Surely the term Continuous Delivery itself never constituted a model revolution. In hindsight there were far more important “continuous x” buzzes at play:
Google Trends on Continuous “anything” + DevOps. The search topic “CI/CD” is basically unheard of until the summer of 2016 but already in October 2017 the topic “CI/CD” becomes more searched for, than it’s ancestor “continous delivery”. And while “continuous integration” literally defines the index in this trend analysis all the way through 2016 the real champ in this chart is “DevOps” nothing comes close.
DevOps originated from 2007, to begin with DevOps was merely a spotlight on Agile Infrastructure. It was bred from the frustration that in siloed organizations it’s hard - close to impossible - to extend the lean/agile mindset beyond the development process; even the sibling process of infrastructure and operation remained heavyweight.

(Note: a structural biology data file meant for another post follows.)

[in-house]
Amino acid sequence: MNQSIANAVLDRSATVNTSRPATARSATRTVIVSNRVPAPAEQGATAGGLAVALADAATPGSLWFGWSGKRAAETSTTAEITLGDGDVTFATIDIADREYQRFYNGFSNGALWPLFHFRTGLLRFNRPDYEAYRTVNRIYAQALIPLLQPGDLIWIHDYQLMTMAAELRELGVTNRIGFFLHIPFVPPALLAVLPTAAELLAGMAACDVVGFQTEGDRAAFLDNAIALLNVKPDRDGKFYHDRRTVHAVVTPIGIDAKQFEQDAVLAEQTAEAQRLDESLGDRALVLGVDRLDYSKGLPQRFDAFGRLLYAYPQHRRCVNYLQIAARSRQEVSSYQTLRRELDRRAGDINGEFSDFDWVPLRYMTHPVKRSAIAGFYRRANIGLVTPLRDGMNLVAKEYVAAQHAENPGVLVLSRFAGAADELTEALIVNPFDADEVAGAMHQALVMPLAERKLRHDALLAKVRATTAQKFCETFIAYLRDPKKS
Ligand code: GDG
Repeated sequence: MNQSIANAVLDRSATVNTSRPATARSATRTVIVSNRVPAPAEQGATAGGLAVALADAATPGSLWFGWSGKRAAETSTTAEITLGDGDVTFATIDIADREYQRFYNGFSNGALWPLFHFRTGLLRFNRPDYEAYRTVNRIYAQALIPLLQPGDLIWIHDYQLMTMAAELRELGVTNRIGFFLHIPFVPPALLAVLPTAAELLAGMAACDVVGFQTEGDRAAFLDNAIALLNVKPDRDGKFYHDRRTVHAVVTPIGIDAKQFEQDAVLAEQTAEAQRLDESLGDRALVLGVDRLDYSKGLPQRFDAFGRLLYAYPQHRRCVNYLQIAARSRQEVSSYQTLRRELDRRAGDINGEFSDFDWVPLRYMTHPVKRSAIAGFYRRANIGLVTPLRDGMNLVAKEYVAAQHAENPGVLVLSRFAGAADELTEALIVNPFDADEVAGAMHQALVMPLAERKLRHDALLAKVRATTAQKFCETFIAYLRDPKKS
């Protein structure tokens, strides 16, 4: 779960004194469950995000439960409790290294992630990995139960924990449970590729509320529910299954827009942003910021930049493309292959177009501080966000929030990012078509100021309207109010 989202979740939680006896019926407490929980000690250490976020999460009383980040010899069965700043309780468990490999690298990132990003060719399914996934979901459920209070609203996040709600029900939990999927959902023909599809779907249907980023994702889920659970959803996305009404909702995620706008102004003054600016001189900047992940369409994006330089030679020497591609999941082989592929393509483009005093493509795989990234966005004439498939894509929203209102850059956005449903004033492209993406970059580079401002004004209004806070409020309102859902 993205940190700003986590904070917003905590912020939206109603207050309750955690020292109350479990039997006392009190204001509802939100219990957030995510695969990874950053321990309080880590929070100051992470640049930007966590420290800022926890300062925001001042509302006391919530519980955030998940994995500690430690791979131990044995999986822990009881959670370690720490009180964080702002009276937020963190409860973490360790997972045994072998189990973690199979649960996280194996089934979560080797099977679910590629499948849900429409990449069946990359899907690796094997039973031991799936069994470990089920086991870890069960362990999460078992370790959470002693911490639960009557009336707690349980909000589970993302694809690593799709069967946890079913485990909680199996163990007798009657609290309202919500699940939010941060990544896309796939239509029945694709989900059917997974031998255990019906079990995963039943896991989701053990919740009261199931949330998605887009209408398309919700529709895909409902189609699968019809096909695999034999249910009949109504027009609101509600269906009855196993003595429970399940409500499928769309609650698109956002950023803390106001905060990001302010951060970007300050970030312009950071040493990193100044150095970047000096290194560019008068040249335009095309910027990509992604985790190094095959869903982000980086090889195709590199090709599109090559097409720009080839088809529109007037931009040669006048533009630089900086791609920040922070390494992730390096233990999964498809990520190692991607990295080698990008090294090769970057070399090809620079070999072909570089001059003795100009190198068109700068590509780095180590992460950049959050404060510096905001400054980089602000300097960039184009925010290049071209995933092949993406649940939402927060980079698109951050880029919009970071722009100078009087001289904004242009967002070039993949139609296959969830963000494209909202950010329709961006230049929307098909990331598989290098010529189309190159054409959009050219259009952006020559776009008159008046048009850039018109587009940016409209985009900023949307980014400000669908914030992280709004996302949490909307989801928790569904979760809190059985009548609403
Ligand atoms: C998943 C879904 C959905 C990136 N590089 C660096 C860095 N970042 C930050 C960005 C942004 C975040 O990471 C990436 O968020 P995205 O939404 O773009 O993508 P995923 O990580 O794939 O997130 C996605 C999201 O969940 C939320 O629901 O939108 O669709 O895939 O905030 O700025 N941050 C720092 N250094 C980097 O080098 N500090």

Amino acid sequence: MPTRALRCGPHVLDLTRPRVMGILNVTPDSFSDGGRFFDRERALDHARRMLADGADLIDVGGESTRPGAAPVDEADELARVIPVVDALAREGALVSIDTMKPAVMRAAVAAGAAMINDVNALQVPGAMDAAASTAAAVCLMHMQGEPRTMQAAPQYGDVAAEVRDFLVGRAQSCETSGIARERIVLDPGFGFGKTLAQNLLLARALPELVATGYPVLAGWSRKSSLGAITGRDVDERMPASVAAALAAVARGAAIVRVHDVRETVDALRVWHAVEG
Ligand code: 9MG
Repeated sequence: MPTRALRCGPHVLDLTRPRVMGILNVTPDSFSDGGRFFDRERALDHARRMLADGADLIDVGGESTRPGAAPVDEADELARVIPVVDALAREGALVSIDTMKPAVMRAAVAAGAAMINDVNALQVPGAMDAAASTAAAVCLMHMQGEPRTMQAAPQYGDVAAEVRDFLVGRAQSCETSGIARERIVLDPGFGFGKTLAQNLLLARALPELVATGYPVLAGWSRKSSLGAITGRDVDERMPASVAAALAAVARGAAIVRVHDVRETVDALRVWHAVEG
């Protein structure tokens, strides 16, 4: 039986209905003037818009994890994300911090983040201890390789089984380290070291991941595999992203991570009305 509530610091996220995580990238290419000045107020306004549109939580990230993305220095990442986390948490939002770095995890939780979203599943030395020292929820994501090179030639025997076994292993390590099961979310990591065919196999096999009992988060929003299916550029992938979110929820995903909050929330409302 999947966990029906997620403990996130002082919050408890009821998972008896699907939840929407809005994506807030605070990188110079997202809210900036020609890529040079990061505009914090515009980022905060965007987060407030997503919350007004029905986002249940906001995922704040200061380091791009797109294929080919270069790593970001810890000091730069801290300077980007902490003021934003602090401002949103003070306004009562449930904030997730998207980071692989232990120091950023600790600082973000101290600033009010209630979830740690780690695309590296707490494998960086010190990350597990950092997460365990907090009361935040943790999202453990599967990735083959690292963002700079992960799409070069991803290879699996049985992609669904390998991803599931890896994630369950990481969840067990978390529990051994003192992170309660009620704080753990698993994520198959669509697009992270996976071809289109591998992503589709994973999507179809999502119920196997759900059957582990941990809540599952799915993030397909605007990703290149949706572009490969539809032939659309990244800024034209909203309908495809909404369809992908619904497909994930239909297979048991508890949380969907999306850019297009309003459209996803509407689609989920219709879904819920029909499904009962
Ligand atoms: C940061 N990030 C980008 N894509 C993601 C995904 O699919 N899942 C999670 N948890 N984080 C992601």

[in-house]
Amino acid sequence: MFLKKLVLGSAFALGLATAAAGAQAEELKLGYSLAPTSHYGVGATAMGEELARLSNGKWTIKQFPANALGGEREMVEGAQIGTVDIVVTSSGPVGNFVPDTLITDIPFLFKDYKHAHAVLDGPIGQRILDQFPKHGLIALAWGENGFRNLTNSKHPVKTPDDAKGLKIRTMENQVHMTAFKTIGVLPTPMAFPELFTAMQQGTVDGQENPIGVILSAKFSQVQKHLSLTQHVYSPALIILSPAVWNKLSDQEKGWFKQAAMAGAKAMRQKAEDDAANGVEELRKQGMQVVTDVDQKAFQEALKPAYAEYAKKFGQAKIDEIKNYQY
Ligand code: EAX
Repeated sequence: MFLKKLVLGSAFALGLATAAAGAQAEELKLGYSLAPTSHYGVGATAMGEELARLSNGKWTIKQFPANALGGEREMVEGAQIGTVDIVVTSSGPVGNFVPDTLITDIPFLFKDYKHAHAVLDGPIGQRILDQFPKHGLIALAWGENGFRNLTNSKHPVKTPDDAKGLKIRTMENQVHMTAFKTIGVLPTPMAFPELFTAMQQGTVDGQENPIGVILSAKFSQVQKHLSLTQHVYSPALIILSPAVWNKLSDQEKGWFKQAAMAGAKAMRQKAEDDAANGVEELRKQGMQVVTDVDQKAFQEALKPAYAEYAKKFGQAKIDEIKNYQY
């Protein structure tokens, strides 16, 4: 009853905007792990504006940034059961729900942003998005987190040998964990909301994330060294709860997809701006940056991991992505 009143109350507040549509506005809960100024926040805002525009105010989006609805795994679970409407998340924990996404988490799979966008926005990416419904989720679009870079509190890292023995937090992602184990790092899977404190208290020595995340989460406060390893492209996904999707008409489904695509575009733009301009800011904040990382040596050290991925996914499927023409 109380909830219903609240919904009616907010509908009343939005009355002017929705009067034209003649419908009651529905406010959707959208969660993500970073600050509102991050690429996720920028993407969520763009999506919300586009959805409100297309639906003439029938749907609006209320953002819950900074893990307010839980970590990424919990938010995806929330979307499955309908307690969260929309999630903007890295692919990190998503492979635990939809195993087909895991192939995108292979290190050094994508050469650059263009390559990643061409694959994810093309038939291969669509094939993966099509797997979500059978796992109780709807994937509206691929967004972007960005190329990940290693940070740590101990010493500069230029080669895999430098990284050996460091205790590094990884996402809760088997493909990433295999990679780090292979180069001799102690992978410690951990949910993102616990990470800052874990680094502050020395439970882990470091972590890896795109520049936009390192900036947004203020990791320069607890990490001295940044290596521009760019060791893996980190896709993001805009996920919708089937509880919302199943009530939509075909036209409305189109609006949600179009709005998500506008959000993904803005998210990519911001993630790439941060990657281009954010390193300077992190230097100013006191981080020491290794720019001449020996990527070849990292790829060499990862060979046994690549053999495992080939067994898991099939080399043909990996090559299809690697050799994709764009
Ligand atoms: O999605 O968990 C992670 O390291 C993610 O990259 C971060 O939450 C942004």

The term DevOps was born out of this frustration. But it didn’t really catch fire until 2013 where the concept of containers and Docker hockey stick’ed in the charts7 and gave an entirely new and disruptive (in the literal meaning of the word) approach to infrastructure, by making infrastructure easy and programmable accessible to developers.
Soon other siloed departments were dragged into the feast - what about security and test? They are also notoriously heavyweight processes, so why not DevSecOps? or DevTestOps? Quickly the DevOps term grew in popularity.
DevOps also suffered an inflation, like the previous continuous term did; DevOps began to encapsulates - even swallow - all the things that we’re used to credit to agile and lean; team culture, organizational culture, responsibility, feed-back loops, processes8, agile methodology, CI/CD, DevSecOps, BizOps, system architecture, automation, continuous delivery9, philosophy, team empowerment, iterative and incremental processes, continuous learning, optimized flows10. The whole shebang!